I am continuing my commentary following Republican presidential debates. It is important because it will shape our future and this is a rare race in that people actually have a choice. If Ron Paul were not in this race, I would not be devoting even one quarter of the time that I have.
This debate had a slightly different feel, as there was no Jon Huntsman and Herman Cain. With only six candidates on stage, it allowed them to have more time to answer questions. It was also a little different with Newt Gingrich being one of the current front runners. He was attacked a lot more (and rightly so) and it forced him to start being critical of the other candidates, instead of him just being critical of the media and Obama as he has done in the past.
Early on in the debate, Romney was pointing out some of his differences with Gingrich. One of those things had to do with the space program. Gingrich said he thinks America needs a place in space. But doesn't this just go to the heart of Gingrich's philosophy? I love space and the idea of exploration, but I don't think it is the role of government to explore space or fund it. Gingrich is equating America with government. He thinks the bureaucracy in Washington DC is America. He thinks that the only way Americans will be in space is if it is run and funded by government.
Rick Perry continued to stumble with his words, but I still can't count him out. He has a lot of money and he may still be an alternative to some people if Gingrich self destructs.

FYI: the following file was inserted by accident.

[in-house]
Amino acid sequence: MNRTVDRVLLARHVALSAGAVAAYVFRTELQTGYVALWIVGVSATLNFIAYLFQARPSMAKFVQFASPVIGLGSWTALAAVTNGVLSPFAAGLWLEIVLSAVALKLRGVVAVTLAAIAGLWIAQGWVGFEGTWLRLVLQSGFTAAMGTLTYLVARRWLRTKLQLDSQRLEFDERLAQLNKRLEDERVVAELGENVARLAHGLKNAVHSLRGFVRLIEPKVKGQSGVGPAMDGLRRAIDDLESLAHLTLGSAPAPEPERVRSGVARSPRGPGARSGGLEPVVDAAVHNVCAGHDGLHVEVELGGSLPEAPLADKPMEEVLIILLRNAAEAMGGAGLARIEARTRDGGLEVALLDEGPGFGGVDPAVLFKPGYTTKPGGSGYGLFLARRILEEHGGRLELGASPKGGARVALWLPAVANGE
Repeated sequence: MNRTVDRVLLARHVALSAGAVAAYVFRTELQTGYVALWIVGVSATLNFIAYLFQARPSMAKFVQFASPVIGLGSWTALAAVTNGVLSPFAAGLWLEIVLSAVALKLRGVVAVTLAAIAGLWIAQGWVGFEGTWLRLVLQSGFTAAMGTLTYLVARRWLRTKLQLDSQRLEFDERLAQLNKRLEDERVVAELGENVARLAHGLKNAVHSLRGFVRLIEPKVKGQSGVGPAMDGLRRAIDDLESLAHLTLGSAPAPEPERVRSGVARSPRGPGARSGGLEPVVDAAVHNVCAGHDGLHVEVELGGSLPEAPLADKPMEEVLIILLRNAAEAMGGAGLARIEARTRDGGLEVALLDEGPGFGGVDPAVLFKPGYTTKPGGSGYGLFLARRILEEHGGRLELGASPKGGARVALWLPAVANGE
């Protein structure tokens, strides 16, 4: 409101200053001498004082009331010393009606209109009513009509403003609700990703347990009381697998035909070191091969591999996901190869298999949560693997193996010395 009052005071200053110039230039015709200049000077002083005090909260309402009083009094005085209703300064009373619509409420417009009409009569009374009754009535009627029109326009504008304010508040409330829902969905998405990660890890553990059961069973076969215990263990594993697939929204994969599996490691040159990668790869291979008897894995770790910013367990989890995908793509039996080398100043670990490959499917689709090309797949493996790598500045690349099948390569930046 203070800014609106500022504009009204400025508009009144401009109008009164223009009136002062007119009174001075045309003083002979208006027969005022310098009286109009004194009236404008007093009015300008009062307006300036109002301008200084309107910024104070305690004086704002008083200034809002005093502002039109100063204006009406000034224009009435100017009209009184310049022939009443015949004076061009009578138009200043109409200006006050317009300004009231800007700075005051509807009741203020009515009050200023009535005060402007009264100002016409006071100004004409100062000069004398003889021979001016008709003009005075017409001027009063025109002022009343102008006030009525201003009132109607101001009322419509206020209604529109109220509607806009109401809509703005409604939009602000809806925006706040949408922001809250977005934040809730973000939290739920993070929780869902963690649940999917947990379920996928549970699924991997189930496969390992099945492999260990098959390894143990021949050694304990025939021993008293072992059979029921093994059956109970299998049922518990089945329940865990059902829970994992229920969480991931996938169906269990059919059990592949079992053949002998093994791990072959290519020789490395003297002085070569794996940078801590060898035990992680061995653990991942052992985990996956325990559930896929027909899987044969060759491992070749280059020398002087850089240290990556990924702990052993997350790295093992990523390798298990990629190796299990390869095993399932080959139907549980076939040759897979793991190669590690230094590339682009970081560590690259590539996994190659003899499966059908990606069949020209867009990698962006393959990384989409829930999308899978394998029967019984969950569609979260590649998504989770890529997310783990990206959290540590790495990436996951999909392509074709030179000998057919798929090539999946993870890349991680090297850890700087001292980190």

I don't think there is much to add about Romney, Bachmann, or Santorum. There was nothing significant that stood out to me from the things they have said in the past.
As for Ron Paul, I thought he did an excellent job in the debate. It is always tough for me to judge on how a non-libertarian might view some of his answers. But I got the feeling that many non-libertarians would have liked many of his answers.
I liked Paul pointing out that he is the candidate that has remained consistent. Just about everyone who has been paying attention understands that this is the case, whether they agree with him or not on the issues.
I also liked that Paul pointed out that government is force. He was responding to a question related to healthcare and Obamacare. He pointed out an obvious but rarely mentioned fact that having to pay Medicare taxes is a mandate as you are essentially forced to do it. I don't know if that will win a lot of new votes, but it may convert a few more people towards libertarianism.
It was interesting that in the last round of questioning, both Romney and Perry gave compliments to Ron Paul. I think Perry's comment about thanking Ron Paul for hammering away on the Fed and leading him to studying it more shows a lot. It shows that Paul has been quite successful in his quest to educate people about the Federal Reserve. This is an issue that most people did not care about or even know about five years ago. Now it gets a lot of attention and the other candidates are realizing that the Fed is an issue that appeals to some voters.
Overall, I think this debate will benefit Ron Paul. His poll numbers have been rising slowly and steadily. Most of his supporters are not going anywhere, so I would be surprised to see his poll numbers drop (except for variances in the type of poll and the statistical sampling).
Ron Paul needs to win Iowa or come in a very strong second. His chances are better than I would have imagined just a few months ago.